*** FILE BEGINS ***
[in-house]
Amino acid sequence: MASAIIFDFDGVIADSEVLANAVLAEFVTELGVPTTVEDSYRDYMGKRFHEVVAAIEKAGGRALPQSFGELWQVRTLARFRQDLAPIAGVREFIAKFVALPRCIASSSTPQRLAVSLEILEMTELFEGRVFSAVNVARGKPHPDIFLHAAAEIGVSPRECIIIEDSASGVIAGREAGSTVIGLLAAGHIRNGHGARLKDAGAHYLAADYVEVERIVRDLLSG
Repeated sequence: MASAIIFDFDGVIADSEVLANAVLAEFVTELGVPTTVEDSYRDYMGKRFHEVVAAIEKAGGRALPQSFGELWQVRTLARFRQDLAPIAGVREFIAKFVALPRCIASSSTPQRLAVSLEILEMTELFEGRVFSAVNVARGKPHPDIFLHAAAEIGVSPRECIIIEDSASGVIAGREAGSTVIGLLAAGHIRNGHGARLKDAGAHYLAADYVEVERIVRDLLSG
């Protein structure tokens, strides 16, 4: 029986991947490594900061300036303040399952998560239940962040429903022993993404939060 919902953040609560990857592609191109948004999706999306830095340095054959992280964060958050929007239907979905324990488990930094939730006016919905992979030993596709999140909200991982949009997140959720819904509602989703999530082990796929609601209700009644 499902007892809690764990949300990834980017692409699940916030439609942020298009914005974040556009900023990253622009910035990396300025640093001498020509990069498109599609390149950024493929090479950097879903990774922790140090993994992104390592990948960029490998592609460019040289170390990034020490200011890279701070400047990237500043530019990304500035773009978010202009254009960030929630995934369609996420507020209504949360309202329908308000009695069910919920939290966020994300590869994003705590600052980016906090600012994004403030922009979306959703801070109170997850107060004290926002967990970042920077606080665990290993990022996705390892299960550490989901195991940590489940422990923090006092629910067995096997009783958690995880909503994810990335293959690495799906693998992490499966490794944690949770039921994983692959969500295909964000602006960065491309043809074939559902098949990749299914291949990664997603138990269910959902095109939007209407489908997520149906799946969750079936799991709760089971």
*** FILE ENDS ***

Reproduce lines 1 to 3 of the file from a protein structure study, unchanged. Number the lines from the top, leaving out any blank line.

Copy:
[in-house]
Amino acid sequence: MASAIIFDFDGVIADSEVLANAVLAEFVTELGVPTTVEDSYRDYMGKRFHEVVAAIEKAGGRALPQSFGELWQVRTLARFRQDLAPIAGVREFIAKFVALPRCIASSSTPQRLAVSLEILEMTELFEGRVFSAVNVARGKPHPDIFLHAAAEIGVSPRECIIIEDSASGVIAGREAGSTVIGLLAAGHIRNGHGARLKDAGAHYLAADYVEVERIVRDLLSG
Repeated sequence: MASAIIFDFDGVIADSEVLANAVLAEFVTELGVPTTVEDSYRDYMGKRFHEVVAAIEKAGGRALPQSFGELWQVRTLARFRQDLAPIAGVREFIAKFVALPRCIASSSTPQRLAVSLEILEMTELFEGRVFSAVNVARGKPHPDIFLHAAAEIGVSPRECIIIEDSASGVIAGREAGSTVIGLLAAGHIRNGHGARLKDAGAHYLAADYVEVERIVRDLLSG